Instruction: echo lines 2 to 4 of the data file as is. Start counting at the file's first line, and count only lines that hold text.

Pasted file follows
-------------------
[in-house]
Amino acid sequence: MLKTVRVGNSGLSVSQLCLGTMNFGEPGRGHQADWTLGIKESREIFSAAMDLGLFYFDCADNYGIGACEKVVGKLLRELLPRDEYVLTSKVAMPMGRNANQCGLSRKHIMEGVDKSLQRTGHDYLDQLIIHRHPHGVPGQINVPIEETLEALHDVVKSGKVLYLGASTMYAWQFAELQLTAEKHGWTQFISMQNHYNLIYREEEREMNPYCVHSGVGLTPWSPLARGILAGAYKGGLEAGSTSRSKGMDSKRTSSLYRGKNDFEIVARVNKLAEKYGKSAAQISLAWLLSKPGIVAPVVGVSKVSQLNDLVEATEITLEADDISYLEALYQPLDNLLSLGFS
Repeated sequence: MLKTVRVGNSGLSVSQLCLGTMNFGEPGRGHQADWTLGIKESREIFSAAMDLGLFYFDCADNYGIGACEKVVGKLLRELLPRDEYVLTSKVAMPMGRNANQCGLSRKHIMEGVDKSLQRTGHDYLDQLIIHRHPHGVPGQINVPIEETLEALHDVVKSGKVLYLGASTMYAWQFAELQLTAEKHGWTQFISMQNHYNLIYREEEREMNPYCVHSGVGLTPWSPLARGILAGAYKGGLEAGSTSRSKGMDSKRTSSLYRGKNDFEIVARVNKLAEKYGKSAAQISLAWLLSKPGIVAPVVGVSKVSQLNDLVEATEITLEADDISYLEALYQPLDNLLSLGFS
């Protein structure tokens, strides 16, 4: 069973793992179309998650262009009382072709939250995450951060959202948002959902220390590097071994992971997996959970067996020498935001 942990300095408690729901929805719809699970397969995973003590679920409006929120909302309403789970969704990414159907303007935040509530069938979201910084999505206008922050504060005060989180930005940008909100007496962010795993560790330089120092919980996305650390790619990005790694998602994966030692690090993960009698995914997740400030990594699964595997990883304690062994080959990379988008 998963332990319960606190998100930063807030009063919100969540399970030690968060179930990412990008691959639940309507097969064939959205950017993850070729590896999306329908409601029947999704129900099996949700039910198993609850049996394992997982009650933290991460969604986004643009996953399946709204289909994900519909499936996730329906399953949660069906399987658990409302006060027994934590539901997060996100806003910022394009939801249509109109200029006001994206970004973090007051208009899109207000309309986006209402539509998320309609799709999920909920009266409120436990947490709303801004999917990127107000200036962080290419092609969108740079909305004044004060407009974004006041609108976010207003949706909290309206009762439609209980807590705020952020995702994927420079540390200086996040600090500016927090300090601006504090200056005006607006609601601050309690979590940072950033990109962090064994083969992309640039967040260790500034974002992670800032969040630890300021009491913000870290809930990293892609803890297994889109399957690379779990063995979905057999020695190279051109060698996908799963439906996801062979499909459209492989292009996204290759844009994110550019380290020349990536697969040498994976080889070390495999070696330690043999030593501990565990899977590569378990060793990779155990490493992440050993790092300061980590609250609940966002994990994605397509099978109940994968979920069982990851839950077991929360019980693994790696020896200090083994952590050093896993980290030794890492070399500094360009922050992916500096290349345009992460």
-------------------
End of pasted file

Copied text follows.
Amino acid sequence: MLKTVRVGNSGLSVSQLCLGTMNFGEPGRGHQADWTLGIKESREIFSAAMDLGLFYFDCADNYGIGACEKVVGKLLRELLPRDEYVLTSKVAMPMGRNANQCGLSRKHIMEGVDKSLQRTGHDYLDQLIIHRHPHGVPGQINVPIEETLEALHDVVKSGKVLYLGASTMYAWQFAELQLTAEKHGWTQFISMQNHYNLIYREEEREMNPYCVHSGVGLTPWSPLARGILAGAYKGGLEAGSTSRSKGMDSKRTSSLYRGKNDFEIVARVNKLAEKYGKSAAQISLAWLLSKPGIVAPVVGVSKVSQLNDLVEATEITLEADDISYLEALYQPLDNLLSLGFS
Repeated sequence: MLKTVRVGNSGLSVSQLCLGTMNFGEPGRGHQADWTLGIKESREIFSAAMDLGLFYFDCADNYGIGACEKVVGKLLRELLPRDEYVLTSKVAMPMGRNANQCGLSRKHIMEGVDKSLQRTGHDYLDQLIIHRHPHGVPGQINVPIEETLEALHDVVKSGKVLYLGASTMYAWQFAELQLTAEKHGWTQFISMQNHYNLIYREEEREMNPYCVHSGVGLTPWSPLARGILAGAYKGGLEAGSTSRSKGMDSKRTSSLYRGKNDFEIVARVNKLAEKYGKSAAQISLAWLLSKPGIVAPVVGVSKVSQLNDLVEATEITLEADDISYLEALYQPLDNLLSLGFS
């Protein structure tokens, strides 16, 4: 069973793992179309998650262009009382072709939250995450951060959202948002959902220390590097071994992971997996959970067996020498935001 942990300095408690729901929805719809699970397969995973003590679920409006929120909302309403789970969704990414159907303007935040509530069938979201910084999505206008922050504060005060989180930005940008909100007496962010795993560790330089120092919980996305650390790619990005790694998602994966030692690090993960009698995914997740400030990594699964595997990883304690062994080959990379988008 998963332990319960606190998100930063807030009063919100969540399970030690968060179930990412990008691959639940309507097969064939959205950017993850070729590896999306329908409601029947999704129900099996949700039910198993609850049996394992997982009650933290991460969604986004643009996953399946709204289909994900519909499936996730329906399953949660069906399987658990409302006060027994934590539901997060996100806003910022394009939801249509109109200029006001994206970004973090007051208009899109207000309309986006209402539509998320309609799709999920909920009266409120436990947490709303801004999917990127107000200036962080290419092609969108740079909305004044004060407009974004006041609108976010207003949706909290309206009762439609209980807590705020952020995702994927420079540390200086996040600090500016927090300090601006504090200056005006607006609601601050309690979590940072950033990109962090064994083969992309640039967040260790500034974002992670800032969040630890300021009491913000870290809930990293892609803890297994889109399957690379779990063995979905057999020695190279051109060698996908799963439906996801062979499909459209492989292009996204290759844009994110550019380290020349990536697969040498994976080889070390495999070696330690043999030593501990565990899977590569378990060793990779155990490493992440050993790092300061980590609250609940966002994990994605397509099978109940994968979920069982990851839950077991929360019980693994790696020896200090083994952590050093896993980290030794890492070399500094360009922050992916500096290349345009992460």